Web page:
how to shuck an oyster sydney catering
how to shuck an oyster
With many catering events where The Roo Brothers Catering has set up food stations, either for a wedding or corporate event we often get asked on "how to shuck an oyster" without injury, but retaining all the juices. Why do you need to shuck an oyster, on site, anyway? But before we shuck our oyster we need to buy from a reputable supplier and store correctly.
Buying oysters in Sydney
With so many varieties of oysters to choose from, such as the Pacific Oyster, the Sydney Rock Oyster, Angasi (flat) Oyster ( my favourite ), Milky Oyster, and the Blacklip Oyster. The last two are not as common as the pacific or the sydney rock. It is important that you buy as fresh as possible, we need these little mollusks alive! Always ask your fishmonger, what region are the oysters from and when were they havested. Oysters that look wet and have a fresh sea smell are the freshest. The oyster that is dry, sunken into the shell and smells fishy is too old. Oysters should be tightly shut before you buy them or open them - if they are already open, they may have perished and are not safe to eat.
Storage of your oysters
From their harvest date, unopened Sydney Rock Oysters should be kept close to 20°C for up to 14 days and unopened Pacific Oysters at 5°C for up to 7 days. So that they can breathe and keep cool, wrap or cover oysters in a damp cloth. Storing in plastic, in water or on ice will kill them! Cover and refrigerate at 2 - 5°C within 30 minutes after opening your oysters if not eating them straight away.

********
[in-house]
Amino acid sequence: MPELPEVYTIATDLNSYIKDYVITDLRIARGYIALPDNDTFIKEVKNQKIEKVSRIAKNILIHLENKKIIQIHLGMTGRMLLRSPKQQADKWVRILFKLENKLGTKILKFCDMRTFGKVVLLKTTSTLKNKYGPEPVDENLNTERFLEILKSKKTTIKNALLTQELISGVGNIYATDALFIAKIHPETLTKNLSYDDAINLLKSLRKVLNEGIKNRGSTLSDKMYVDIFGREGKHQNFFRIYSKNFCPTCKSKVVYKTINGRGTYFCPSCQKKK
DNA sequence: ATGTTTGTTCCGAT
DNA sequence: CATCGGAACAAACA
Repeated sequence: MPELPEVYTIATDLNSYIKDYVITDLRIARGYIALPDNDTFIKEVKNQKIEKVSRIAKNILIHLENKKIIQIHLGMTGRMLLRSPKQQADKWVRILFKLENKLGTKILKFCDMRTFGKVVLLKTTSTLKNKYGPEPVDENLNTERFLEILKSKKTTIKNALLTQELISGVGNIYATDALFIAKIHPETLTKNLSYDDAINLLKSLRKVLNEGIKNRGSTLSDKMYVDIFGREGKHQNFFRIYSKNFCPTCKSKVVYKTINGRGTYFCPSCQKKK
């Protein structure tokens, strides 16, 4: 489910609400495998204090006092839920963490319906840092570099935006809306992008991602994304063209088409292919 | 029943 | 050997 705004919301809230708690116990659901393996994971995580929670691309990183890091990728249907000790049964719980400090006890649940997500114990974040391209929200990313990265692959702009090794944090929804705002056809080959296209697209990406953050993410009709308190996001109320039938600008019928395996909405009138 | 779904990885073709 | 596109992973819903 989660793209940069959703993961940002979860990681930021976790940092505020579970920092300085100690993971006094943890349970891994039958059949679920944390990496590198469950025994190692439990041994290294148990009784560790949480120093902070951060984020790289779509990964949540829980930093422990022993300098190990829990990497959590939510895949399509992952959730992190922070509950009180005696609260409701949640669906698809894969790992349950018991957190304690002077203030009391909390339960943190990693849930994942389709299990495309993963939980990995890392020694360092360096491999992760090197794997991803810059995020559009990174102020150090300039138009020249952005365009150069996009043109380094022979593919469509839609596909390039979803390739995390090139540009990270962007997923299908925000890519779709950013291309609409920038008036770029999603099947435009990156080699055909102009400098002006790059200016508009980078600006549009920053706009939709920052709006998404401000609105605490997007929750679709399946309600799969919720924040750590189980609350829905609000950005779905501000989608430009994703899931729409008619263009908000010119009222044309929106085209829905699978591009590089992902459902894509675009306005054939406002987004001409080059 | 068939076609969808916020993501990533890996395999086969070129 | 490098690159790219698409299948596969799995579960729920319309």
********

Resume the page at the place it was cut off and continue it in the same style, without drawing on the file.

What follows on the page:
Source: Oyster Australia
The best way to eat an oyster is freshly shucked, unwashed in its natural brine and, if you are a purist like me, with no dressing. This is the main reason why we shuck all our oysters, just before and during guest arrival. Their alive! So how do you shuck an oyster. First of all you need
- A tea towel
- A cutting board - preferable a large one
- A good high quality, sharp oyster knife
- A bit of muscle
- And a touch of patience
1) Wrap a teatowel over one hand and use it to hold the oyster firmly.
2) Using the oyster shucking knife in the other hand, place the tip of the shucking knife at the base of the hinge, twist the knife using pressure from side to side, then without the pressure, lever the knife upwards, or twist it to prise the hinge open. Be gentle, but firm so not to damage the oyster or lose any of those lovely juice.
3) Slide the knife under the top shell to release the oyster and flip it over, leave in the shell to serve on a bed of ice, with lemon limes, tabasco, and a pepper grinder. Flick out any bits of shell with your knife.
Remembering that once the abductor has been cut the oyster will die. So eat straight away and you will taste the difference.
I do love a good oyster with a lovely chilled glass of aged riesling
Another method to shuck a lot of oysters in a matter of minutes, though I haven't tried it myself.
What you do is soften the abductor muscle—the bit that connects those tasty little sea creatures to their shells—by sticking the oysters in boiling water, then icing them down right quick so they don't cook.
Further reading Other shucking techniques